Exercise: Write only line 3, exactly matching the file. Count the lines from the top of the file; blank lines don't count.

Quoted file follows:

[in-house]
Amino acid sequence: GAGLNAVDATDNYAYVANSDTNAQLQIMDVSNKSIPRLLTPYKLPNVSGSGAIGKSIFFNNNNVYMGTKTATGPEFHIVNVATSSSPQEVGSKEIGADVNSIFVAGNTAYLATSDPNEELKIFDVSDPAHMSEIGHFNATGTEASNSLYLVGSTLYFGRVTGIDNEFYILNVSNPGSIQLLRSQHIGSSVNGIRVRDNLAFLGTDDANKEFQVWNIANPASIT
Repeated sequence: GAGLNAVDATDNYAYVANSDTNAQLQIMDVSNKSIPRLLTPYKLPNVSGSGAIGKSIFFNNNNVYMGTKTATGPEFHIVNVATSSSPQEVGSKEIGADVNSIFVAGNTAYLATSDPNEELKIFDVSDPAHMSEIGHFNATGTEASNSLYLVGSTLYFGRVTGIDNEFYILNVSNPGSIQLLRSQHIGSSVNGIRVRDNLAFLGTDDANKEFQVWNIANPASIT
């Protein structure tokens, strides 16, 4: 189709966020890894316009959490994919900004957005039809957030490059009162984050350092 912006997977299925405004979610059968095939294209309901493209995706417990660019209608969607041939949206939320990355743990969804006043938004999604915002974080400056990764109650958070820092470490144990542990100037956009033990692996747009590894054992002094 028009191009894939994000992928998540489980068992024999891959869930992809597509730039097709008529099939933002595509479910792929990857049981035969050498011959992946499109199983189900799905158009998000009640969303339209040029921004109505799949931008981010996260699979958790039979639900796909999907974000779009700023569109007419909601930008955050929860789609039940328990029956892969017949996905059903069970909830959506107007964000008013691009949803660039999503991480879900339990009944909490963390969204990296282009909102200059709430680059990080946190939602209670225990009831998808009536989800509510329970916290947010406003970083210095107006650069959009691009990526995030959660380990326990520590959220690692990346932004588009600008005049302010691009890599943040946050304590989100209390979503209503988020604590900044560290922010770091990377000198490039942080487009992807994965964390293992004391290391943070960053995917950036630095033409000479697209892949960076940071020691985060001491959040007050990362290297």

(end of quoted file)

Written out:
Repeated sequence: GAGLNAVDATDNYAYVANSDTNAQLQIMDVSNKSIPRLLTPYKLPNVSGSGAIGKSIFFNNNNVYMGTKTATGPEFHIVNVATSSSPQEVGSKEIGADVNSIFVAGNTAYLATSDPNEELKIFDVSDPAHMSEIGHFNATGTEASNSLYLVGSTLYFGRVTGIDNEFYILNVSNPGSIQLLRSQHIGSSVNGIRVRDNLAFLGTDDANKEFQVWNIANPASIT